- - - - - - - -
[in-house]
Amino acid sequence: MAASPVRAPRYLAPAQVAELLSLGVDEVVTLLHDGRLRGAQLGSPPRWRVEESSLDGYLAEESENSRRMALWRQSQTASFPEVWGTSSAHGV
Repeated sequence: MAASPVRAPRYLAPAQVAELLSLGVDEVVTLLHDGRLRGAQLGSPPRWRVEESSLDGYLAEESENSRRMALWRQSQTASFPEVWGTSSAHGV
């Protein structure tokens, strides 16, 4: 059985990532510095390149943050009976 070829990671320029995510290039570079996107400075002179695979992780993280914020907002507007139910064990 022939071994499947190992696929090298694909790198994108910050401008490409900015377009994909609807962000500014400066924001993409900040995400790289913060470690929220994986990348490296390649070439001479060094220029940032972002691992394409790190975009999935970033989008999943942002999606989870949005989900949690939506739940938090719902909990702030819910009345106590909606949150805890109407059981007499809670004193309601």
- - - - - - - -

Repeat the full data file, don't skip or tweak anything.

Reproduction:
[in-house]
Amino acid sequence: MAASPVRAPRYLAPAQVAELLSLGVDEVVTLLHDGRLRGAQLGSPPRWRVEESSLDGYLAEESENSRRMALWRQSQTASFPEVWGTSSAHGV
Repeated sequence: MAASPVRAPRYLAPAQVAELLSLGVDEVVTLLHDGRLRGAQLGSPPRWRVEESSLDGYLAEESENSRRMALWRQSQTASFPEVWGTSSAHGV
């Protein structure tokens, strides 16, 4: 059985990532510095390149943050009976 070829990671320029995510290039570079996107400075002179695979992780993280914020907002507007139910064990 022939071994499947190992696929090298694909790198994108910050401008490409900015377009994909609807962000500014400066924001993409900040995400790289913060470690929220994986990348490296390649070439001479060094220029940032972002691992394409790190975009999935970033989008999943942002999606989870949005989900949690939506739940938090719902909990702030819910009345106590909606949150805890109407059981007499809670004193309601």